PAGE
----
Digging out the Tapioca …

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Rediscovering India through its ingredients

“Shappu curry” or Toddy shops in kerala are known for their food as much as their toddy. A Shappu curry kitchen was the first kitchen I entered on my visit to Kottayam ,Kerala and was struck by an astoundingly huge wall of Tapioca stacked neatly .”Kappa” as it’s called was the fastest moving starch in the Shop , faster than rice or “puttu” the steamed rice flour cakes.

This was my third meeting with manihot esculenta after Mexico and Assam and it was definitely a sign to dig further. It’s clearly accepted that Tapioca is a 5000 year old south American tuber, however most Spanish colonies traded with India through Philippines and Burma and that explains the Assam connection which is around 200 years old, but how did tapioca get to Kerala? The answer is that it had multiple entries into India, it also came in and probably much earlier through the slaves of Spanish colonies in Africa.

Well here’s another googly.. why has this tuber, no mention in recipes more than 120 years old? The answer is that it started getting used only in late 1800s. Thanks to the Ruler of Travancore in 1880 (Vaishakam Thirunal) who, after the great Famine spent a lot of time, money and energy researching alternate sources of starch and zeroed in on Tapioca, a tuber that could grow in the back yard and be kept in the ground until required. It’s said that the ruler personally went out advocating the use of this starch and demonstrating how to get rid of the bitterness that comes in due to the Cyanogenic compounds. Tapioca is not a good source of protein though and therefore has been intelligently paired with fish curries in kerala . “KAPPA” , Remember this magic word to utter when in a Kerala restaurant, to get this magic dish which, besides all the “nice to know” things listed above is an “awesome to eat” dish with your fish curry…..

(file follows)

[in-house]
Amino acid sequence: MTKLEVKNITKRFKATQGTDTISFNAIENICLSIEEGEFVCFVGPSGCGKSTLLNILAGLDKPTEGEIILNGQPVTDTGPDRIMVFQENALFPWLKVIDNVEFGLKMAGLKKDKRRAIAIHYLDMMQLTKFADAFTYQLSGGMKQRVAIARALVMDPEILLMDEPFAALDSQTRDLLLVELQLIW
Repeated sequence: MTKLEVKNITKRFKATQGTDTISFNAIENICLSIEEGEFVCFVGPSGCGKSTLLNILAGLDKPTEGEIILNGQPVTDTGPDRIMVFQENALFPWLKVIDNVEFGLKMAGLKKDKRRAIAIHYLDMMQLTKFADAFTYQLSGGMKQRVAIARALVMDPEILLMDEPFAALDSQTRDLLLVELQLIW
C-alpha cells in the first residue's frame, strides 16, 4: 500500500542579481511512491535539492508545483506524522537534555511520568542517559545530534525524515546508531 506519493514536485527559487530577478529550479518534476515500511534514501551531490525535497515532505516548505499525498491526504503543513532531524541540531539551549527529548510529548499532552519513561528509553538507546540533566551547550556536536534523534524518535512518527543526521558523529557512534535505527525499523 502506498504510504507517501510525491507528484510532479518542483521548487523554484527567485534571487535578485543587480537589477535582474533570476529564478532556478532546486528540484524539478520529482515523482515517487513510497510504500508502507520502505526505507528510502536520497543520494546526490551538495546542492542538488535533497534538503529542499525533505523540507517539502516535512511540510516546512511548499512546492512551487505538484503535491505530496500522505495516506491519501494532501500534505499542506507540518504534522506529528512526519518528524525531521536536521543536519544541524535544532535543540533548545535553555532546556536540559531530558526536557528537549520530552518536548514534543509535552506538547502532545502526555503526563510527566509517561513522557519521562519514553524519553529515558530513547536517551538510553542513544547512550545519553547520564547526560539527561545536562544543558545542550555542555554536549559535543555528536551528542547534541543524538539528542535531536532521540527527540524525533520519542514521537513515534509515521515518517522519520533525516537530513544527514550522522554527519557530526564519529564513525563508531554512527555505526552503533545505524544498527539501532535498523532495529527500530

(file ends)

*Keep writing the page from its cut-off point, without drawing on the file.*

Kappa Kuzhachathu (Tapioca mix)
1/2 kg tapioca cleaned and roughly chopped into cubes
Salt to taste
For grinding
1 tsp cumin seeds
1/2 tsp turmeric powder
1/2 tsp scraped coconut
4 cloves garlic
3 shallots
4 green chillies
For seasoning
2 tsp of coconut oil
1 tsp mustard seeds
5 shallots sliced
Curry leaves
Chopped coriander leaves


1) Cook the tapioca pieces in salted water and sieve out.
2) Grind the cumin, turmeric powder, coconut, garlic, green chilies, and shallots coarsely.
3) Mash the tapioca in a heavy bottomed pan and mix in the ground coconut on medium flame for about 3-4 minutes and then turn off the flame.
4) in a small pan, for seasoning, heat oil, pop mustard seeds, add in curry leaves and fry the shallots till they are golden brown in color.
5) mix the seasoning well into the cooked tapioca mix and garnish with chopped fresh coriander leaves.

About artisan Breads … and the Poders of Goa

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There’s much talk about Artisan breads and about the premium label attached to the handmade wood fired breads .The Boulangerie has always been my favorite area of study and observation because of the science involved. One could spend a lifetime understanding the complex lactic and acidic flavors produced by fermentation and the effect of heat on these flavors.

On one of my trips to Goa, I developed a much higher sense of respect for the Trade thanks to the “Poders” or the local bakers. Poders have been the Traditional “wake up calls” for Goa for the last 4 centuries, first with their clanking walking sticks and then with the air horns on their bicycles.